New research explores links between deforestation and fisheries yields in the Amazon
The conversion of tropical forests to crop and pastureland has long been a concern for scientists, as forest loss can lead to decreased rainfall, increased droughts, and degraded freshwater ecosystems. A new study points to another unexpected consequence: changes in fish production.
The study, led by Leandro Castello, assistant professor of fisheries in Virginia Tech’s College of Natural Resources and Environment, explores how deforestation along the Amazon River floodplain affects fisheries yields. The study was published online Dec. 13 by the journal Fish and Fisheries.
“The conflict between raising cattle and managing fisheries is a concern that is shared with floodplain residents, but there had been no rigorous studies of how loss of forest affects the productivity of floodplain fisheries,” explained co-author David McGrath, deputy director of the Earth Innovation Institute.
Roughly one-third of the global wild-caught fish yield comes from the tropics. Inland fisheries are vital to that food production. The quality of the area of land adjacent to a river, referred to as a floodplain, can play a large part in fisheries production.
“Floodplain forests can provide structures that protect fish and their offspring, and provide habitat for insects that many fish rely on for food. Those forests also produce plant material on which fish may also feed,” said Castello, a faculty member in the Department of Fish and Wildlife Conservation, who is affiliated with the Global Change Center, housed in Virginia Tech’s Fralin Life Science Institute.
Co-author Victoria Isaac, professor at the Federal University of Pará in Brazil, was responsible for collecting fisheries data. “The study has direct implications for the management and conservation of the Amazon,” she said. “Unplanned land use and other human projects are drastically changing the landscape of the Amazon. Policies to protect the environment and avoid deforestation should be stronger to guarantee food security of local populations and fishery yields.”
To determine just how much of a link exists between fish populations and floodplain forests, the researchers compiled two sets of data. The first included fisheries yields over a 12-year period in the 1,000-square-kilometer study area. The researchers created a map of the region’s 1,500 lakes and interviewed local fishermen about the types and quantities of fish caught in different areas. Using this data, the team determined which specific areas yielded the most fish.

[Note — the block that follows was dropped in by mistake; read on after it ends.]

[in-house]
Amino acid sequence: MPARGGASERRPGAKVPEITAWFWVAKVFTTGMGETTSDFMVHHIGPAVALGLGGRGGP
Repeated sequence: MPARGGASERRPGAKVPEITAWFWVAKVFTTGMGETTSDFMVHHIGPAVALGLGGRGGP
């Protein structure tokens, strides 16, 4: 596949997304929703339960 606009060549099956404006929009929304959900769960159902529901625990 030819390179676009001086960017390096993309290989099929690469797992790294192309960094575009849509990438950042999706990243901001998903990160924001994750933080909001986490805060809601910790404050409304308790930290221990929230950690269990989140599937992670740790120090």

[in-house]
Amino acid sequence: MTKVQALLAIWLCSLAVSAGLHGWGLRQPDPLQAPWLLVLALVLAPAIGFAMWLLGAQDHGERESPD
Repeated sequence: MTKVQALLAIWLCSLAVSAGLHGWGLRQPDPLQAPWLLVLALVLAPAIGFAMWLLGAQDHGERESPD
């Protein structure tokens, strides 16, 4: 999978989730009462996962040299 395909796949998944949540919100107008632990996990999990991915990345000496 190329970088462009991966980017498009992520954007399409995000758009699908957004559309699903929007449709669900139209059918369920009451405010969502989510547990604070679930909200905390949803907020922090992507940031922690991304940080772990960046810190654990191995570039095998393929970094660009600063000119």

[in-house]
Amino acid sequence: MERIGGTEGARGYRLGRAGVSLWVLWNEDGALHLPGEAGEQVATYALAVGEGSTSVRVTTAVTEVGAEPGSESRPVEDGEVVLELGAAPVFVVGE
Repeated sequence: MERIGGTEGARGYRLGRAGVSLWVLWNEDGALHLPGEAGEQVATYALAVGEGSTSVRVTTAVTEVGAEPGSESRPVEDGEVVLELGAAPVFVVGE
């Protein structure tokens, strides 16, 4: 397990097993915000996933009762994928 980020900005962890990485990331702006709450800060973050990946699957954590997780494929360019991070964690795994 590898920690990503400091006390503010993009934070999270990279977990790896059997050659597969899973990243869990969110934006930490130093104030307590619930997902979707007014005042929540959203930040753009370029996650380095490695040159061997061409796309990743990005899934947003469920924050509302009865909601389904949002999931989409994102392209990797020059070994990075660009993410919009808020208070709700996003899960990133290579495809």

“We collected roughly 36,000 separate data points that were plotted in order to make a map of where the fish were coming from,” Castello said.
The researchers used images from NASA satellites to compile a second data set on habitat features in the same area to determine if the presence of floodplain forests made an impact on fish yields.
“Essentially, we wanted to know if fish yields in areas with forested floodplains are greater, the same, or less than areas where forests have been cut down,” Castello explained.
“Our results indicated that lakes with floodplain forests provided fishers with greater fish yields,” he continued. “This allows us to infer that if you cut down the forests, fish yields in those lakes would decrease. Tropical deforestation is not only a terrestrial issue — it can also decrease the number of fish available to some of the world’s poorest populations.”
Co-author Laura Hess, associate researcher with the Earth Research Institute at the University of California, Santa Barbara, added, “A fisheries and land-cover study at this scale had not been done before in the Amazon, so it was very satisfying when we found strong evidence for a relationship.”
In the future, the researchers hope to expand their scope to include other variables that may affect fisheries yields, such as the depth and connectivity of the lakes studied. For now, however, Castello explains that the policy implications of the study are clear.
“You have to protect these habitats if you want to maintain the food production and the income that rivers provide,” Castello said. “River floodplains produce more fish than any other freshwater system in the world. Right now, the Amazon is unique in that most of its floodplains are still intact, but if forests continue to be cut down and habitats are changed, that will decrease the amount of fish people have to eat and make their living. If we don’t protect these areas, we lose the rivers and we lose the fish.”
McGrath added, “This paper gives us the tools we need to show the trade-offs between raising cattle and managing floodplain fisheries. We can use this work to show communities what they lose by not controlling cattle densities on floodplains and converting forest to pasture.”
The research team also included Ram Thapa, a former postdoctoral research associate in Virginia Tech’s Department of Forest Resources and Environmental Conservation who earned a master’s in statistics and a doctorate in forestry at Virginia Tech; Caroline Arantes, a doctoral student at Texas A&M University; and Vivian Renó of Brazil’s National Institute for Space Research.